Pubertal changes in the expression of fertility associated antigen in Bos indicus and Bos taurus bulls
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Fertility Associated Antigen (FAA) produced by the accessory sex glands and contained within the seminal fluid binds heparin and facilitates capacitation in ejaculated sperm, resulting in improved fertility in bulls capable of producing the protein. In this study, a total of 206 bulls derived from three populations were evaluated for the presence or absence of FAA through utilization of the Repro Test at three semen collections over a 60-d period. Across all collections, the percentage of FAA Negative bulls ranged from 13.64 to 36.11%. Within the three populations, 32, 33, and 67 bulls were observed at three different collections, of which 3.03, 9.09 and 4.48% were FAA Negative at all three collections, respectively. Furthermore, 27.27, 33.33, and 20.90% of bulls were observed to have variations within their FAA status after providing an initial FAA Positive result, respectively. Bull age, sperm concentration, progressive forward motility, percent normal sperm, ejaculate volume, and scrotal circumference were determined to be significantly different between FAA Negative and FAA Positive bulls in at least one collection. However, no consistent trend was observed across populations, or collections within a population, with regard to a relationship between these variables and FAA. Furthermore, of fourteen bulls that produced an ejaculate in which no sperm was detected, 78.57% (n=11) were FAA Positive despite the lack of sperm within the ejaculate. No single variable commonly measured to determine bull fertility was consistent in predicting the FAA status of bulls. The ability to produce FAA precedes puberty and the Repro Test can be used to identify FAA in prepuberal bulls. However, a large percentage of bulls, both prepuberal and peripuberal, are capable of displaying variation in their FAA status (as determined by the Repro Test) over time.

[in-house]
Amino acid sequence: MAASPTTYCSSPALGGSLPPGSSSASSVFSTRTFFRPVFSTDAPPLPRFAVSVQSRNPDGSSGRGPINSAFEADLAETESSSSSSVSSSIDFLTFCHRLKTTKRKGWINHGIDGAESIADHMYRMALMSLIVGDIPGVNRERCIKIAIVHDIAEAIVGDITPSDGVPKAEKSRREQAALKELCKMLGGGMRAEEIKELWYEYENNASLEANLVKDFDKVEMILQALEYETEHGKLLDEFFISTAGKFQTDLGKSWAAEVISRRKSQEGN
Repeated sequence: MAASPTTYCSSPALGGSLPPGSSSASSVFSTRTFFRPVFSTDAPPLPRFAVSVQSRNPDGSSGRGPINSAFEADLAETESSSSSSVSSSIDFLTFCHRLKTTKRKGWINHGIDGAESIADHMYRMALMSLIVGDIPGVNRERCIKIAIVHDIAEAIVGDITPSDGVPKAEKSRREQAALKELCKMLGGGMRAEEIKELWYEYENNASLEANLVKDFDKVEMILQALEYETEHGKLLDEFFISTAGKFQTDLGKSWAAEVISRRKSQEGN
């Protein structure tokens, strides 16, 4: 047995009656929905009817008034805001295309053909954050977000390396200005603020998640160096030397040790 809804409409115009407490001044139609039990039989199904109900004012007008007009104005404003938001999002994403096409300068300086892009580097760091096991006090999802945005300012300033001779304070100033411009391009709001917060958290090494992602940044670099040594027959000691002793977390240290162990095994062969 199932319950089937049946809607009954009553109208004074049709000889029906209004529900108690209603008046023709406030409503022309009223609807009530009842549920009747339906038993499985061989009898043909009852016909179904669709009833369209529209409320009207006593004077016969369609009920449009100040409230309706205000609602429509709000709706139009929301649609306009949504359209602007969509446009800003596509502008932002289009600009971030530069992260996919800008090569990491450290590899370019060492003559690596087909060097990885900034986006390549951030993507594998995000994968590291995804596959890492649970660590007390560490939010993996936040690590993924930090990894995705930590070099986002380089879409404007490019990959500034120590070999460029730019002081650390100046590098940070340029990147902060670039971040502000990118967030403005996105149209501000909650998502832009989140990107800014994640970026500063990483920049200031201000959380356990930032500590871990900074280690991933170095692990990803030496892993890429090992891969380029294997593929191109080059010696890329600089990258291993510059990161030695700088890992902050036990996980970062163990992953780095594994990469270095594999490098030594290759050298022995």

Novosad, Aaron M. (2005). Pubertal changes in the expression of fertility associated antigen in Bos indicus and Bos taurus bulls. Master's thesis, Texas A&M University. Texas A&M University. Available electronically from